Review by Paul Stathakis | 2002

An experiment gone terribly wrong

“In any moment of decision the best thing you can do is the right thing, the next best thing is the wrong thing, and the worst thing you can do is nothing.” – Theodore Roosevelt

”Das Experiment”, the latest import from Germany, examines human behavior from a peculiar and frightening perspective. It highlights the effects that power can have on a regular being and rapidly submits its first cheerful nature to an unbalanced environment. This decent into a darker, more mysterious, and profound milieu happens gradually.

Tarek Fahd (Mortiz Bleibtreu) is a small-time taxi driver. At first, that is all we learn about him. While driving, he unexpectedly collides with another car. No one is hurt. The driver of the other vehicle is an attractive woman named Dora (Maren Eggert). The two suddenly become intimate. But then we also learn that a team of researchers, wishing to conduct a special two-week experiment, is seeking candidates and promising to pay each volunteer 4000 marks. Fahd sees the offer as an opportunity to score some money and maybe payoff a small debt. So, he accepts the offer and decides to explore the world of experimentation, without notifying Dora.

20 volunteers, all male, are selected. Tarek is one. 8 are selected to occupy the roles of penitentiary guards while the other 12 are given specific identification numbers and assigned to jail cells as prisoners. The experiment sounds simple: the guards must act as real guards and the prisoners must obey their orders, as would real-life convicts. If anyone should fail to comply with wishes, they are told that they will be severely punished. But the punishments can’t be that bad. The guards are prohibited to use any means of violence against the inmates. Violence is forbidden. If any guard should resort to aggression, he will be automatically eliminated from the test. And the researchers are serious. They are on guard 24/7. So, what is the only possible solution in case things get out of hand? The answer is humiliation.

The script builds animosity in both groups. It resonates with anger, pressure, and the inevitable destruction of the psyche. The prisoners want out but by the end the guards are too in. The struggles are clear, but the resolutions are not, up until the end. Somewhere down the road, “Das Experiment” escalates into a dangerous hostage-like situation, where things are unpredictable. And as exaggerated as the scenario may seem, it is based on an actual study conducted at Stanford University. Of course, certain characters and events were fictionalized for the sole purpose of entertaining some more.

The original experiment’s purpose was to show how the guards could become cruel so quickly, in a matter of two days. What is interesting about the movie though is that it makes us wonder how things would’ve turned out had 8 of the 12 prisoners switched positions with the guards. Would their minds also have given in to the high status? Would they have been as obsessed with authority as the others were? It is an interesting thought.

”Das Experiment” is also intriguing, ultimately because it never answers one question: How can such regular people assume such roles, so quickly and so naturally? The team in charge, capable of terminating the experiment, seems like a panel of 3 or 4. Where is the backup in case of emergencies? At the beginning of the film Tarek briefly explains to a reporter that the experiment is backed by the government. This statement raises questions. Why does the locale used for testing seem isolated? Why aren’t any officials checking up on the experiment and its development? Is this a big scandal or a game, like Tarek believes? We never really find out. But it is ironic to think that a government-backed research this deep and important would backfire on national TV.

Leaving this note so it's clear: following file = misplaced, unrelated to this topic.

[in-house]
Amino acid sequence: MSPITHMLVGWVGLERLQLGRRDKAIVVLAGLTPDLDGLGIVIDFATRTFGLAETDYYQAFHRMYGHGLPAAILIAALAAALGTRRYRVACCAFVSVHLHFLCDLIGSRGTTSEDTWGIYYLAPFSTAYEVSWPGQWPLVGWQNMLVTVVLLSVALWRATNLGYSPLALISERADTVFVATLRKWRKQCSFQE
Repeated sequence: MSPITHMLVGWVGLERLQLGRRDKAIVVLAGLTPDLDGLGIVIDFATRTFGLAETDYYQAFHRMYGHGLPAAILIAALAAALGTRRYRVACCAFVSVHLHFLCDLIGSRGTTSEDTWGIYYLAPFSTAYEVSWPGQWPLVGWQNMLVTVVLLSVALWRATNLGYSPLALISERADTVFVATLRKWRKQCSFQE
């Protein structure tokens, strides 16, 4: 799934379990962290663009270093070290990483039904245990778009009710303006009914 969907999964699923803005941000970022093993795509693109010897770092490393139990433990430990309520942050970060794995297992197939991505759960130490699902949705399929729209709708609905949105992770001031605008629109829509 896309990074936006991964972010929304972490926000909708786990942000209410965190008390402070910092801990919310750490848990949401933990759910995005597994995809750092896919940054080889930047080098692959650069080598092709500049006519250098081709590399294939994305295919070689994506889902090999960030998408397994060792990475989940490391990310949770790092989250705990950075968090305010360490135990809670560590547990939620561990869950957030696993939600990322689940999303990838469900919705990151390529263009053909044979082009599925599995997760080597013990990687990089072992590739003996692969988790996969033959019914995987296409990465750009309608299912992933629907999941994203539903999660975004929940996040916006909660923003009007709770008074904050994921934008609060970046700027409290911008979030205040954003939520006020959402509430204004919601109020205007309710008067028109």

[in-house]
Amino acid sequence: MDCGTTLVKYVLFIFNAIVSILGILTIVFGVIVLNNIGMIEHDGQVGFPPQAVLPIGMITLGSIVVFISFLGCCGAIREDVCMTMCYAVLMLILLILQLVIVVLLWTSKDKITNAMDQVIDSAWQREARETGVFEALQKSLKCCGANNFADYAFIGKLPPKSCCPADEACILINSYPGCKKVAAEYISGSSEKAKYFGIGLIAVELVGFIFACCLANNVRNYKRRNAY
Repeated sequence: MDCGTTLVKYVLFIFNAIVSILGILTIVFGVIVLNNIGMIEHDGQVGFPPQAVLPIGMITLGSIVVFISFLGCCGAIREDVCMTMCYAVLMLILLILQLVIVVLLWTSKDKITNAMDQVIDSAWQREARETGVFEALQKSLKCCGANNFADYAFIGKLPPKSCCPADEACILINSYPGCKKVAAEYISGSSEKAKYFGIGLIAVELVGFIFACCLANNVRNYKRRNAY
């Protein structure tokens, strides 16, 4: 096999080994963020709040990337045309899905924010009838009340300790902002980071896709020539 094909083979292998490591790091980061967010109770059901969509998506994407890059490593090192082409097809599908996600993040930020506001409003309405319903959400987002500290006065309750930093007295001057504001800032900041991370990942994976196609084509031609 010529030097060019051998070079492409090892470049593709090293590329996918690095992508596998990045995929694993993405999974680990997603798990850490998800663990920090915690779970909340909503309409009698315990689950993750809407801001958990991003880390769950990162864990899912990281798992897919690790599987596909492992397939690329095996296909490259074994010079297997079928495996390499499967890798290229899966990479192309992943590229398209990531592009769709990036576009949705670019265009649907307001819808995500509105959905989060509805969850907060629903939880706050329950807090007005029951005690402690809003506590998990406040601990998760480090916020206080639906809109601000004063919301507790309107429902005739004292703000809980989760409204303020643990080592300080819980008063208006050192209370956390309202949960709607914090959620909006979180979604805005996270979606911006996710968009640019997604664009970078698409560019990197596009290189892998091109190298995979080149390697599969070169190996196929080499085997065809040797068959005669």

Based on the novel Black Box by Giordano, director Oliver Hirschbiegel supplies the movie with an artistic vision. The editing is so well balanced, the direction so well prepared, that detail is one of the film’s perfections. Although it is calm for the most part, it never ceases to disturb us. It is dark and upsetting and even implores symbolic colors such as red and green. It even uses image to raise a little terror. And it contains what seems like a direct nod to Kubrick’s A Clockwork Orange, when Tarek is strapped to a chair and forced to watch a montage of bizarre, sometimes inexplicable, images. It is part of a set of psychological tests. Nice touch.

The first time I saw actor Mortiz Bleibtreu was in the hit film Run Lola Run. He played Manny, a nerve-racking man desperately seeking money to repay the mob or face ugly consequences if he doesn’t deliver the amount on time. In “Das Experiment”, Bleibtreu is placed in a troubled situation as well, where he experiences pressuring moments. His character slowly transforms as the movie progresses, but his desire to rebel against the guards and free the other inmates never fades away. He is filled with energy and is determined to go to extremes to help others. In my opinion, Bleibtreu is the finest actor to come out of Germany. I can’t think of a moment in the movie where I didn’t feel confident whenever he’d appear. In this picture, he represents bravery. Great performance.

Author George Bernard Shaw once wrote, “Power does not corrupt men; but fools, if they get into a position of power, corrupt power.” In so many words, this is exactly what “Das Experiment” proves. It is incredible how a story this simple, yet original, can call upon the great writers and politicians of the decade. That is why it is powerful, because it stands for more than a mere foreign drama.


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